My guess would be that the entire staircase was ordered as a kit when the house was built. In the mid-1800s when our building was constructed, mass production of house parts had just begun to make fancier architectural elements – like, for instance, a curved staircase – more readily available. Even so, a lot of the stair parts seem to be of higher quality than anything you could buy today. Gregg was surprised to find that the bullnose trim along the edges of the treads, some of which is curved, was carved from single pieces of wood. Unfortunately, most of this trim was too cracked and brittle to salvage. Here’s a few pieces of trim after they were removed.

Curved Stair Trim

 

Curved Stair Trim

Gregg is planning to replicate this trim as closely as possible, but he’ll probably use two pieces of trim to achieve the same look.

The curved handrail that winds its way up two flights was milled from solid wood in several sections. Each section attaches to the next with a threaded pin imbedded in the center of the handrail. I’m debating whether I should try to refinish the handrail while it’s disassembled.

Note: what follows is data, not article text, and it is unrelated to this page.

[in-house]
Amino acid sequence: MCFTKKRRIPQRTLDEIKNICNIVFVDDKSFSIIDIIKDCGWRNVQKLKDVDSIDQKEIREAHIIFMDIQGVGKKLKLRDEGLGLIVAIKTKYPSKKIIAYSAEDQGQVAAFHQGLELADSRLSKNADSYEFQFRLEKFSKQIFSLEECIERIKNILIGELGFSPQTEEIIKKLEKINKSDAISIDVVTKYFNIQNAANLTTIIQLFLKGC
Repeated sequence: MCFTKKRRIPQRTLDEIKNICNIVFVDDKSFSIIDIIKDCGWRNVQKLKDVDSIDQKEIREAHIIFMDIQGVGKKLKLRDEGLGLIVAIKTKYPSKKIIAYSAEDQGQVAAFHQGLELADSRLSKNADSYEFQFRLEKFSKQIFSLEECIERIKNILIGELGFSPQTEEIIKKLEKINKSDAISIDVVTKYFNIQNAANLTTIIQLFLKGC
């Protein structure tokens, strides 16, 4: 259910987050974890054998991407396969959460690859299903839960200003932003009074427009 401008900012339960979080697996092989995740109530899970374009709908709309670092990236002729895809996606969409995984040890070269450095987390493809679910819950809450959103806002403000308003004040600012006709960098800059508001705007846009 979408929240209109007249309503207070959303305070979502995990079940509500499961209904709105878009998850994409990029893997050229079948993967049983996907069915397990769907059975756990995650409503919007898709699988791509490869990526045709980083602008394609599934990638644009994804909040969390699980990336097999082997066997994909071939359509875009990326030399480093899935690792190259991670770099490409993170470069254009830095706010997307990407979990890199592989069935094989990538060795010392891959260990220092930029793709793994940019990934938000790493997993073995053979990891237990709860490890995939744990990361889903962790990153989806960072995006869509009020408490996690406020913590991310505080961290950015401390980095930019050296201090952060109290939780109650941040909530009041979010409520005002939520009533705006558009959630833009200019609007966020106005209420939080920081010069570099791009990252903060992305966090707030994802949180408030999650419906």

Curved Handrail Section

The newel post was also secured by a long, threaded pin that ran from the top of the post all the way to the floor.

Newel Post Top

 

Newel Post Bottom

The interior of the newel post seems like a great hiding spot. But, unfortunately, we didn’t find any jewels or treasure maps, or important documents hidden inside.

Gregg carefully took the handrail and newel post apart and will reinstall them once the new treads and balusters are in place. In the meantime, he put up a temporary handrail made from 2x4s.

Temporary Railing

The original balusters were round and unadorned. Some of them had been replaced with mismatched dowels over the years. As Gregg pulled down the balusters, he discovered that several of them were solid, iron rods. These metal balusters had an upside-down-V-shaped bracket at their base, which was bolted to the stairs and hidden under a riser.

Iron Baluster

The iron balusters were evenly spaced along the length of the staircase and must have provided a way to keep the railing secure and rigid.

The stairs themselves were built over ‘sub stairs,’ for lack of a better term. As far as I know, the treads and risers on most modern stairs are laid directly across the stringers with nothing underneath. But beneath the finished treads and risers on our stairs there’s another set of solid wood surfaces that provide structure.